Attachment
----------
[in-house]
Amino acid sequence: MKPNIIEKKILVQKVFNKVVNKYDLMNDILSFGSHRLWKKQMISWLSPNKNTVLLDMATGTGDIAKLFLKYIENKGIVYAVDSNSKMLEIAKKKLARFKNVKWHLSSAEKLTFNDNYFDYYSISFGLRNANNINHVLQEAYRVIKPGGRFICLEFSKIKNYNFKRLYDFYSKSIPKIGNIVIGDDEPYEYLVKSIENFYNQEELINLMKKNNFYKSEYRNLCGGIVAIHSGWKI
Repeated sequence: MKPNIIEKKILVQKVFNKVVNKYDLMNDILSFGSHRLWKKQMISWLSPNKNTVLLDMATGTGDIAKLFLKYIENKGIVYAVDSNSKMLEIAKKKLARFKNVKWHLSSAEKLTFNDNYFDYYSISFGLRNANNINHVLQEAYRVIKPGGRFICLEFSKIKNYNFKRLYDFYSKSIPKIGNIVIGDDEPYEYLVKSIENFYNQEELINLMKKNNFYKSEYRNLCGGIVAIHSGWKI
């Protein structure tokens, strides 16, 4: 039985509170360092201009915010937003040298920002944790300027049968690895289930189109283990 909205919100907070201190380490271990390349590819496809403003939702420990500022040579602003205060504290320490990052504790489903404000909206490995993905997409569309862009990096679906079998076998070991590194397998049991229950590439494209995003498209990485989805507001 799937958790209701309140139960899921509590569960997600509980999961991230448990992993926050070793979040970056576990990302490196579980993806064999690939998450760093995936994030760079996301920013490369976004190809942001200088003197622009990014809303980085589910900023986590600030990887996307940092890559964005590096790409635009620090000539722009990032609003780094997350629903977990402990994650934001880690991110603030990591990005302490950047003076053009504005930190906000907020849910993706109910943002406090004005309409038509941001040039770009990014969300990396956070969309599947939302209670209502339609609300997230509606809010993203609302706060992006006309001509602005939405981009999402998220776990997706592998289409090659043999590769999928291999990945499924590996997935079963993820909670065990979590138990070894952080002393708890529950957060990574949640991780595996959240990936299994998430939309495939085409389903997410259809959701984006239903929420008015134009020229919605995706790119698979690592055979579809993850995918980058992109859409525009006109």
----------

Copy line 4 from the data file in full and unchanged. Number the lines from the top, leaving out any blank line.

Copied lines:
């Protein structure tokens, strides 16, 4: 039985509170360092201009915010937003040298920002944790300027049968690895289930189109283990 909205919100907070201190380490271990390349590819496809403003939702420990500022040579602003205060504290320490990052504790489903404000909206490995993905997409569309862009990096679906079998076998070991590194397998049991229950590439494209995003498209990485989805507001 799937958790209701309140139960899921509590569960997600509980999961991230448990992993926050070793979040970056576990990302490196579980993806064999690939998450760093995936994030760079996301920013490369976004190809942001200088003197622009990014809303980085589910900023986590600030990887996307940092890559964005590096790409635009620090000539722009990032609003780094997350629903977990402990994650934001880690991110603030990591990005302490950047003076053009504005930190906000907020849910993706109910943002406090004005309409038509941001040039770009990014969300990396956070969309599947939302209670209502339609609300997230509606809010993203609302706060992006006309001509602005939405981009999402998220776990997706592998289409090659043999590769999928291999990945499924590996997935079963993820909670065990979590138990070894952080002393708890529950957060990574949640991780595996959240990936299994998430939309495939085409389903997410259809959701984006239903929420008015134009020229919605995706790119698979690592055979579809993850995918980058992109859409525009006109």